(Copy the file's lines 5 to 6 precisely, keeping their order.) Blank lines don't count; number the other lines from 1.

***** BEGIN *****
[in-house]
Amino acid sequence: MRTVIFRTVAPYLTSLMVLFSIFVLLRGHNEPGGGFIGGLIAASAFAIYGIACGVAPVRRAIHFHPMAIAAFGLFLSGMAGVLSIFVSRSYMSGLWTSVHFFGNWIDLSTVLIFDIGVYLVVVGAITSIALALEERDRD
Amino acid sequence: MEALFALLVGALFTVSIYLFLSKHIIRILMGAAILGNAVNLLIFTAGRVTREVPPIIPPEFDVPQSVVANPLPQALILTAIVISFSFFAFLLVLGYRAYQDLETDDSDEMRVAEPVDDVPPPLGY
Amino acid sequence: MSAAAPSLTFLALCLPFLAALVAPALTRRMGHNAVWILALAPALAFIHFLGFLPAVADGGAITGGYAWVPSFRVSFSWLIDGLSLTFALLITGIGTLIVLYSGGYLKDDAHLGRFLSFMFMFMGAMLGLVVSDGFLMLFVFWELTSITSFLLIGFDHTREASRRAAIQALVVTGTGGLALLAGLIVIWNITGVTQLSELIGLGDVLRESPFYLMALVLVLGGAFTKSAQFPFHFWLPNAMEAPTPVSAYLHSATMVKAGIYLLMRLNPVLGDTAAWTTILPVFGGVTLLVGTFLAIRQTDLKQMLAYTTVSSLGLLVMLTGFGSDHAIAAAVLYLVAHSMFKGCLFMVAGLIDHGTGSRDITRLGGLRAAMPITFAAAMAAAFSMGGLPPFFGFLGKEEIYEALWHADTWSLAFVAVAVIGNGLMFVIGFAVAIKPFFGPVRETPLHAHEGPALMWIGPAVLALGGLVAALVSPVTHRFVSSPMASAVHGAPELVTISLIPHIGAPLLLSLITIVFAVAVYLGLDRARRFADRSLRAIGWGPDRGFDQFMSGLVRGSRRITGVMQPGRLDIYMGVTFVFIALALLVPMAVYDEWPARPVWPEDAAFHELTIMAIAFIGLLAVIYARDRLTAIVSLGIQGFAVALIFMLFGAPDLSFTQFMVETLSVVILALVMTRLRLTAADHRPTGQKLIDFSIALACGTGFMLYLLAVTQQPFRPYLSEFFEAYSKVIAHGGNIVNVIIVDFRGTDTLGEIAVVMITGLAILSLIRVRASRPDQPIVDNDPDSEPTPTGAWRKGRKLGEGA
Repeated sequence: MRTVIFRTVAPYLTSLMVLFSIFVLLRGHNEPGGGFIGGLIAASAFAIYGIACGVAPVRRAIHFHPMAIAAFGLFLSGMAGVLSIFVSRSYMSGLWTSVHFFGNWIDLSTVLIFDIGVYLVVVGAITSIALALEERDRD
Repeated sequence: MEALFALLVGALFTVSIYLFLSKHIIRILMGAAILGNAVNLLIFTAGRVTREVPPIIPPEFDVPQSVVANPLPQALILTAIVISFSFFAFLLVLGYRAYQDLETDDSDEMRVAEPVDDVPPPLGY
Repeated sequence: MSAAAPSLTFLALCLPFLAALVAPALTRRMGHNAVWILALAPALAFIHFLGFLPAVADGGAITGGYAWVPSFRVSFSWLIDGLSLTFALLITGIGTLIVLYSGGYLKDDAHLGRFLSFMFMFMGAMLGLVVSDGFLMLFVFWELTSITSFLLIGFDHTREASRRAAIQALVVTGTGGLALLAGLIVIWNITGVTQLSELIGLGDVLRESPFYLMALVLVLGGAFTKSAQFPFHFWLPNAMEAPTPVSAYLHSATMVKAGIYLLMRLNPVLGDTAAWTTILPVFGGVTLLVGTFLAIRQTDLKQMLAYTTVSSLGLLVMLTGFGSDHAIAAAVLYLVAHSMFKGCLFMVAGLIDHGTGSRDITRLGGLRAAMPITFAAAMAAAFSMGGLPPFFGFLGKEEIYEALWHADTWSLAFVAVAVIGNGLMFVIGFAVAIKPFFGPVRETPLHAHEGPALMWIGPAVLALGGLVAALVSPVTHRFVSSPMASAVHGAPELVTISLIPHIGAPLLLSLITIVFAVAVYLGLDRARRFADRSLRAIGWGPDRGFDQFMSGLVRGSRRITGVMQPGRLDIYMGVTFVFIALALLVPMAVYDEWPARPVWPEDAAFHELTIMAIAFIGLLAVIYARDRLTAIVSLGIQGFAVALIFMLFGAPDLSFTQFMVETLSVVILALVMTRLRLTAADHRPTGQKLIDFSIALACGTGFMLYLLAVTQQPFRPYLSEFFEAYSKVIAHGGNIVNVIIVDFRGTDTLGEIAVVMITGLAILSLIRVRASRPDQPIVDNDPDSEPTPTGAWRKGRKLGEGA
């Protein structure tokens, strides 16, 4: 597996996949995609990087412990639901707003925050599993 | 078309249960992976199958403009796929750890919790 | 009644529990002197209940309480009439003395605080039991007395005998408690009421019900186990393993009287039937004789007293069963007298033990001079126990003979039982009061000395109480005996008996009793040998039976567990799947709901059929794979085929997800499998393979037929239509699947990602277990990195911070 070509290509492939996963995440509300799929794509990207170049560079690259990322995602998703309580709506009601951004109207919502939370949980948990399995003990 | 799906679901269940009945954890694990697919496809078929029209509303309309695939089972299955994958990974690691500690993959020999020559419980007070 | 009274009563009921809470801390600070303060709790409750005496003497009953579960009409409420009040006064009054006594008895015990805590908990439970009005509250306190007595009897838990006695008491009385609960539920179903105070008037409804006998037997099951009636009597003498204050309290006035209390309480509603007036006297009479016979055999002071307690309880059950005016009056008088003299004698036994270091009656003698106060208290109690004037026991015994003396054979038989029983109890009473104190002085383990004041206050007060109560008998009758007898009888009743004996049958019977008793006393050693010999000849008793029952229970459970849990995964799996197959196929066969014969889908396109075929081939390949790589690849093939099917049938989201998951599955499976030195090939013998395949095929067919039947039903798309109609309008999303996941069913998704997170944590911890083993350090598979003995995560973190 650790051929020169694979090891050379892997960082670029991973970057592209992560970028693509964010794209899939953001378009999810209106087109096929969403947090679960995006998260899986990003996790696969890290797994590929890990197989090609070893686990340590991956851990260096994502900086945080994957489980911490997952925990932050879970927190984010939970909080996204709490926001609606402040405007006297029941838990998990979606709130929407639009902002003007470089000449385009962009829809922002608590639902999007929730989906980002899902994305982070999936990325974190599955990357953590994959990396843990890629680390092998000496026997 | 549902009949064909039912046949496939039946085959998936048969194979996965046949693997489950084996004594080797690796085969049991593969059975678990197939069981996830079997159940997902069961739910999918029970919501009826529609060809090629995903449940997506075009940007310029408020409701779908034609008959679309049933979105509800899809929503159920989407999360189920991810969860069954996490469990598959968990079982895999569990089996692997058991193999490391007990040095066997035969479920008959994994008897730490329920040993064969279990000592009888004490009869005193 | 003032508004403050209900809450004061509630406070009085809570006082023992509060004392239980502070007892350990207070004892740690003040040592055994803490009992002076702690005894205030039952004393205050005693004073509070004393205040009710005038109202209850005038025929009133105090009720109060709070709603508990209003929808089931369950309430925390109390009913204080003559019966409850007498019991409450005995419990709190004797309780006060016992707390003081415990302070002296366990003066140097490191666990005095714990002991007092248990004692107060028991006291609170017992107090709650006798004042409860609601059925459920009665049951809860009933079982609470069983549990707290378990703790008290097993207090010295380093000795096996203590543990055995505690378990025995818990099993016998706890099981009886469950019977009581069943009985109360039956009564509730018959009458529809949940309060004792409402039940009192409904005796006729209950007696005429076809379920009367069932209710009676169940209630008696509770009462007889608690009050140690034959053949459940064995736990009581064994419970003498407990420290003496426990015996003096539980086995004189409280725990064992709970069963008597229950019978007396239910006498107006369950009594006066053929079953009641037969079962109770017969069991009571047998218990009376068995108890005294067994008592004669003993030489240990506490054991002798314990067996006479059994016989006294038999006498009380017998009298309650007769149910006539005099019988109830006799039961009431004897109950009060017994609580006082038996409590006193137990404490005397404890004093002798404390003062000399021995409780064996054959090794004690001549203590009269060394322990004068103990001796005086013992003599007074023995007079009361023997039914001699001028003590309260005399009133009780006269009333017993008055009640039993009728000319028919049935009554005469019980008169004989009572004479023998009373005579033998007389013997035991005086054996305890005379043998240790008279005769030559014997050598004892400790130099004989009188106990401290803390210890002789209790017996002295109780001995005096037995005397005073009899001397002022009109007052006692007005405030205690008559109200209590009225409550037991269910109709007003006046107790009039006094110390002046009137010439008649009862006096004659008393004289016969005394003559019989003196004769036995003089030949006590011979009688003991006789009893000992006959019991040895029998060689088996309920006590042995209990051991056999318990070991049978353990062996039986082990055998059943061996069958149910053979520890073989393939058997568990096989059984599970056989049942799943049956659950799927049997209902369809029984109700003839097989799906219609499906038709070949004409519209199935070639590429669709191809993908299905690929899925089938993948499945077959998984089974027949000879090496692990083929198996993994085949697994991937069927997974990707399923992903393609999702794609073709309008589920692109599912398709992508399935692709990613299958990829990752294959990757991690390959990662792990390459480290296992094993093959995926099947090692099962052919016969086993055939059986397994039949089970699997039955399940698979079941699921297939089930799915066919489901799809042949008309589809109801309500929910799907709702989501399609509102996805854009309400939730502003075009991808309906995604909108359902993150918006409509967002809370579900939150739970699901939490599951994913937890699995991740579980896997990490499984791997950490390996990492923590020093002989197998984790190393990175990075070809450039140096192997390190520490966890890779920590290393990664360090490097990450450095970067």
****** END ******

Repeated sequence: MRTVIFRTVAPYLTSLMVLFSIFVLLRGHNEPGGGFIGGLIAASAFAIYGIACGVAPVRRAIHFHPMAIAAFGLFLSGMAGVLSIFVSRSYMSGLWTSVHFFGNWIDLSTVLIFDIGVYLVVVGAITSIALALEERDRD
Repeated sequence: MEALFALLVGALFTVSIYLFLSKHIIRILMGAAILGNAVNLLIFTAGRVTREVPPIIPPEFDVPQSVVANPLPQALILTAIVISFSFFAFLLVLGYRAYQDLETDDSDEMRVAEPVDDVPPPLGY